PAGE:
The 5,000-year-old Guennol stargazer figure sold for $14.7m at Christie’s over the weekend.
That’s a huge increase on its $3m estimate.
The figure originates from Anatolia (modern day Turkey) during the Chalcolithic period (circa 3,000-2,200 BC).
This is the finest known stargazer figure
It’s one of a subset of religious figures known as the Kiliya type that were produced by an advanced culture within the region.
The figures are referred to as stargazers as their heads face upwards.
Typically they were used in burials and are commonly found with their necks ritually broken.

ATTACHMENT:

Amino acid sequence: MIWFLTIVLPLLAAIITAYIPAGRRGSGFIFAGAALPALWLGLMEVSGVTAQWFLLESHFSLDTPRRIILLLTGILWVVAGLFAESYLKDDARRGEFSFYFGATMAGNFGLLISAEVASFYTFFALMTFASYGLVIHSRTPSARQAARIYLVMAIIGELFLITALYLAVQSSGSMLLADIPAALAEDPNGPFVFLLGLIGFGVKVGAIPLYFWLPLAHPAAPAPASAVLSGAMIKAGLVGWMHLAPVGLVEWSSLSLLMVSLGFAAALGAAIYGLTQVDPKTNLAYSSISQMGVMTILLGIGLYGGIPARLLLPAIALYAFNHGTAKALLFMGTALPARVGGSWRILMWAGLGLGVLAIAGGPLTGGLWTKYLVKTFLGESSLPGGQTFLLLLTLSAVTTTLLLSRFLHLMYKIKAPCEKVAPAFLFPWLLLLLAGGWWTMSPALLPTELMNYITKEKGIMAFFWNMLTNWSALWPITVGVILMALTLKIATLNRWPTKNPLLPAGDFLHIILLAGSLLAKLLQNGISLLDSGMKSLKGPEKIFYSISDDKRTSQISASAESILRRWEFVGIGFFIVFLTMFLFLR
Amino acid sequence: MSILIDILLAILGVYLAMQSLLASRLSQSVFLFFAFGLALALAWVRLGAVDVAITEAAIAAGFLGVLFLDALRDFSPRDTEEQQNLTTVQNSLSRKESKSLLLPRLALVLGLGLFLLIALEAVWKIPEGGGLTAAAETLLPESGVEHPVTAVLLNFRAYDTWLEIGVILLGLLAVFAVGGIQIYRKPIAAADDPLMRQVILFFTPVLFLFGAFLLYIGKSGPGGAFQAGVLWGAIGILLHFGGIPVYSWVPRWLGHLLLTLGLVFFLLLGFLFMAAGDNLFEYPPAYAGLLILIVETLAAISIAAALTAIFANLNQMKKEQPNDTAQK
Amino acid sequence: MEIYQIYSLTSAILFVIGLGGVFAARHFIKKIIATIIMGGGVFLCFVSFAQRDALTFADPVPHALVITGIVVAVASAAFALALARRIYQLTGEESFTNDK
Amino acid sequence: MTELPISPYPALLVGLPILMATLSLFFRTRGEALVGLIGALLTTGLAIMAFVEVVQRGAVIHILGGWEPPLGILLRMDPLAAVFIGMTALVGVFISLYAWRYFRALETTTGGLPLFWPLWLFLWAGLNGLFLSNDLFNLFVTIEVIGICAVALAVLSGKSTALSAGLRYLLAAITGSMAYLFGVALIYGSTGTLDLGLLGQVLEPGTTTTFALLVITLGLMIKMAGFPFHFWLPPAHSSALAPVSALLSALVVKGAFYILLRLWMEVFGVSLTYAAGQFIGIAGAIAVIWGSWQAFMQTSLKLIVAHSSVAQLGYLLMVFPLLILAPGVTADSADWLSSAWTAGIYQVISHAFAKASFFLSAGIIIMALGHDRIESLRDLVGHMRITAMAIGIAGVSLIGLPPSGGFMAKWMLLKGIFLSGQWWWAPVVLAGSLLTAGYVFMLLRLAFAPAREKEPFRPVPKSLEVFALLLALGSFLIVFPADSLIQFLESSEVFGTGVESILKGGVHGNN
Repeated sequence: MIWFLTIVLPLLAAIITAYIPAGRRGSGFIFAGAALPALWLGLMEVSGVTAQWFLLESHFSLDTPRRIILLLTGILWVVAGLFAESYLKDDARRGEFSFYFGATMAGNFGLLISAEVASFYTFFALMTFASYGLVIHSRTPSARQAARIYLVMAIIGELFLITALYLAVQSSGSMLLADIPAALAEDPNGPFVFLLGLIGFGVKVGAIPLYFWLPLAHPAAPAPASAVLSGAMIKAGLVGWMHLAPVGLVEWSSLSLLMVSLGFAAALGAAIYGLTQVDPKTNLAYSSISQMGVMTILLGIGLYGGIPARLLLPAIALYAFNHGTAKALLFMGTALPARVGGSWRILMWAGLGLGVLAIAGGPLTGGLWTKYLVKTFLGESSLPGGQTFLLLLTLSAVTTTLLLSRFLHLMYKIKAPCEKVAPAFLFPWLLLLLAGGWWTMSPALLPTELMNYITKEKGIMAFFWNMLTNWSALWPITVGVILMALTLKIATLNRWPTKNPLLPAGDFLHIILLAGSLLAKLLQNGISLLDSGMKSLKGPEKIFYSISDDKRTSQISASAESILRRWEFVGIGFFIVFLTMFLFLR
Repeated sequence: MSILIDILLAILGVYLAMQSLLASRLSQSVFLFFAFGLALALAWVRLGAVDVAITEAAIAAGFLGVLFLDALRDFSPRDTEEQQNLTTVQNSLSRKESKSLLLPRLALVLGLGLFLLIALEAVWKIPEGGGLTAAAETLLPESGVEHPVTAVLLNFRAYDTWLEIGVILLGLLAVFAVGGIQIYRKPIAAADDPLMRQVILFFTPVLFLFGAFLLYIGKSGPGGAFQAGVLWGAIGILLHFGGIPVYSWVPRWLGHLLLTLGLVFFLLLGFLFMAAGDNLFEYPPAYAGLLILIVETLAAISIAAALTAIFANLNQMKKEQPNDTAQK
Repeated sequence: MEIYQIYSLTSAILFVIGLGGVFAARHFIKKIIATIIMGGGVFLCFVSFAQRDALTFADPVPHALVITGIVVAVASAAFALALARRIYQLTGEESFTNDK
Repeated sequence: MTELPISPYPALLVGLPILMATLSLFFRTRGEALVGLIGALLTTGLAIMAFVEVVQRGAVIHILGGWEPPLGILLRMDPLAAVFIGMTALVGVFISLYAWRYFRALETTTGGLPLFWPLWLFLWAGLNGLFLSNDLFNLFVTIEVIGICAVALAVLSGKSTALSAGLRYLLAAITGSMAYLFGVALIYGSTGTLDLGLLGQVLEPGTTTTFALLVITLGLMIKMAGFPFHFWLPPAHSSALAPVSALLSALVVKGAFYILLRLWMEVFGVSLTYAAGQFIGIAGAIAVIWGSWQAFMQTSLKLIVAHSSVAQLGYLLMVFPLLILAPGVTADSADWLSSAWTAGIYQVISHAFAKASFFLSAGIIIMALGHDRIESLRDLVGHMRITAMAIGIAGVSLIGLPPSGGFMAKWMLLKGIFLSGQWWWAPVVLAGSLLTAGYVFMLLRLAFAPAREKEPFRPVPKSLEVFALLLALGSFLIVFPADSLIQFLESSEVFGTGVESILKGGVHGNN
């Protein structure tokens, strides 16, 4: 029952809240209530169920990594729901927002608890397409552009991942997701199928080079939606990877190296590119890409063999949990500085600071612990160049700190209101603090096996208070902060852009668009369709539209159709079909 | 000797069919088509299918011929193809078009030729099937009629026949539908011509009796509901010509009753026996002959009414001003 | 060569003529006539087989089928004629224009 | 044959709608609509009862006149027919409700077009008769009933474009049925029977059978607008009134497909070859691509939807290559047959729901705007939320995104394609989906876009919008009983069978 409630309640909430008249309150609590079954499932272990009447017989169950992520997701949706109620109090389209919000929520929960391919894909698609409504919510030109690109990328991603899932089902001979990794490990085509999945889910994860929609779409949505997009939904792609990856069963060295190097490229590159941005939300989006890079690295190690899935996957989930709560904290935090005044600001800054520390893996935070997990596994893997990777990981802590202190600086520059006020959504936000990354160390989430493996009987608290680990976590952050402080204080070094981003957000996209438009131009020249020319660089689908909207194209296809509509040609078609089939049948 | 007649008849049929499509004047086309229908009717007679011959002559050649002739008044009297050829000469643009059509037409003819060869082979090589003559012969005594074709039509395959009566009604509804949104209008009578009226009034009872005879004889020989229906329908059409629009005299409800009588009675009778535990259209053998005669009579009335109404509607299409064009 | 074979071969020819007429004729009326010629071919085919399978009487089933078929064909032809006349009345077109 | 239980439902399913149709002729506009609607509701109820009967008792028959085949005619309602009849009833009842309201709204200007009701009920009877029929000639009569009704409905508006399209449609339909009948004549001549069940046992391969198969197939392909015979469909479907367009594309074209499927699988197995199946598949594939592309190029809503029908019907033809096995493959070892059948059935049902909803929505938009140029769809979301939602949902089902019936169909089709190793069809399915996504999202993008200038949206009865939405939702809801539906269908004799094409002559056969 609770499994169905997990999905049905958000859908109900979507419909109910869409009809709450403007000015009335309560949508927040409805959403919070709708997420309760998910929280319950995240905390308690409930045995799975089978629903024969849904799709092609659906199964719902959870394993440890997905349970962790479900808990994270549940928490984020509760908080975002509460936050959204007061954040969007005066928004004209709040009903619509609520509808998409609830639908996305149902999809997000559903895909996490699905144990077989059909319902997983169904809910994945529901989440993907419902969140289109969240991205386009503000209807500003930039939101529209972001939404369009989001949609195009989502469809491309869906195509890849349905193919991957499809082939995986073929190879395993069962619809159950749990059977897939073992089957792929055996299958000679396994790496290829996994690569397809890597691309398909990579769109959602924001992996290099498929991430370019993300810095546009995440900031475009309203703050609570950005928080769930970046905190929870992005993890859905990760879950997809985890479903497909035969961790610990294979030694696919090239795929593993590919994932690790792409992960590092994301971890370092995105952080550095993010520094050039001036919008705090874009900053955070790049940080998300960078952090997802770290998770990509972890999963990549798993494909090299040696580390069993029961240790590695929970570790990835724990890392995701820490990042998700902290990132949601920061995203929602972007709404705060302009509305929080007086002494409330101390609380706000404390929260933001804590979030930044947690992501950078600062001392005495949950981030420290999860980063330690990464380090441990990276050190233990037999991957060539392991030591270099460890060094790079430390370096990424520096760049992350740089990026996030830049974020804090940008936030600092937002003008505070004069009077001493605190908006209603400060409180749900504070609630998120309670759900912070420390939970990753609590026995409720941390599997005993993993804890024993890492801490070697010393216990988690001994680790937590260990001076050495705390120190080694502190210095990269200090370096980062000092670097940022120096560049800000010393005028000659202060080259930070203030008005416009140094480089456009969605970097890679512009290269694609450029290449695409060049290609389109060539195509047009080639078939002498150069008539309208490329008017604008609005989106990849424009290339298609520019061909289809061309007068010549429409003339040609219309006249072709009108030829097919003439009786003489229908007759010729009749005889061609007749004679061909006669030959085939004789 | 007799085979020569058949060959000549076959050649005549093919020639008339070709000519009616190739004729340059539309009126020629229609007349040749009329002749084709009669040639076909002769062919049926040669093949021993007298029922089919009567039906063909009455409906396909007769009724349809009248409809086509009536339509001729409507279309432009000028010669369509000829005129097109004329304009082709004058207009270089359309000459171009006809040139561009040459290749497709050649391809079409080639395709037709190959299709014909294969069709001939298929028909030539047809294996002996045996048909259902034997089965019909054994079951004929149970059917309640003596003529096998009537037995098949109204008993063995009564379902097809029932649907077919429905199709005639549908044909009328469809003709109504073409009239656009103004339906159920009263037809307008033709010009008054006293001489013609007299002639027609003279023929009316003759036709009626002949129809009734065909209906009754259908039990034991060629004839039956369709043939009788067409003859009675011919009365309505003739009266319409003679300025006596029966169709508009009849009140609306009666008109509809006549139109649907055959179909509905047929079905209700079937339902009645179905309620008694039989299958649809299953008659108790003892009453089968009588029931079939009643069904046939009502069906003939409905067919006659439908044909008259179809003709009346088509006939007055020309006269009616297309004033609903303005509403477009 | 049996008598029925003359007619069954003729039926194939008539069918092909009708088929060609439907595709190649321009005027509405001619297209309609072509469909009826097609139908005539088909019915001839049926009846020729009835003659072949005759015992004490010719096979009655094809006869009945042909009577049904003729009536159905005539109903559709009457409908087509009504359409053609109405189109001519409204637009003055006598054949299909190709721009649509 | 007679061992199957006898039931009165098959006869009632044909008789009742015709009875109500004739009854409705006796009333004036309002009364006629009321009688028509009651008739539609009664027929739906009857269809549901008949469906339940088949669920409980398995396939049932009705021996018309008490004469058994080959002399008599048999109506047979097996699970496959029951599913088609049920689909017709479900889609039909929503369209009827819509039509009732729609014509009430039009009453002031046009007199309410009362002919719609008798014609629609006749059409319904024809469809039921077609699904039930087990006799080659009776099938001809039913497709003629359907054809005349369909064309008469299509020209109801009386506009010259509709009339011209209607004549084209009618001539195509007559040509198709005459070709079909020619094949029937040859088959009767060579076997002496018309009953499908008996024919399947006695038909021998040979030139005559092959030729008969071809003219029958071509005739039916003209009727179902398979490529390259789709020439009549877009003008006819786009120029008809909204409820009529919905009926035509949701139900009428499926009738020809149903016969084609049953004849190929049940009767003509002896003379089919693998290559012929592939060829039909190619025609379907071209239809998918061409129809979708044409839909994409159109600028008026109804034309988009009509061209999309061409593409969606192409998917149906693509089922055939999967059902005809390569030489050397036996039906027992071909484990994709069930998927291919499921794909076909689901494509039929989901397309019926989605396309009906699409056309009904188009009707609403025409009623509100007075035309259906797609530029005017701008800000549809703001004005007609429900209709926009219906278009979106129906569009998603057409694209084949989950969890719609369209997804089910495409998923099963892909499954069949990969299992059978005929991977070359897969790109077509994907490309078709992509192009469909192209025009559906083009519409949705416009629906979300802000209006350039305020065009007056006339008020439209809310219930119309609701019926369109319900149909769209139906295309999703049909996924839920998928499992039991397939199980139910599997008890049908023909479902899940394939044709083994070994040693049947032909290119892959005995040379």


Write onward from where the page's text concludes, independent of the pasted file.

The present lot is the finest of around 15 intact figures.
G Max Bernheimer, Christie’s head of antiquities, explained to the Antiques Trade Gazette that the lot is “universally recognized as the finest Kiliya idol in existence.
“This extremely rare work, though dating to the 3rd millennium B.C., is widely appreciated across collecting categories, and was a source of inspiration for 20th century masters for its sleek and modern appeal.”
A terracotta roundel created by Andrea della Robbia for the legendary palace of Poggio Reale realised $895,500, more than double its $400,000 estimate.
The palace was created for the king of Naples in 1487 and said to be one of the most lavish in Italy.
In 1494, it was ransacked by a French army led by Charles VIII. In the intervening centuries the ruins were destroyed.
This is one of a tiny number of pieces made for the palace to have survived.
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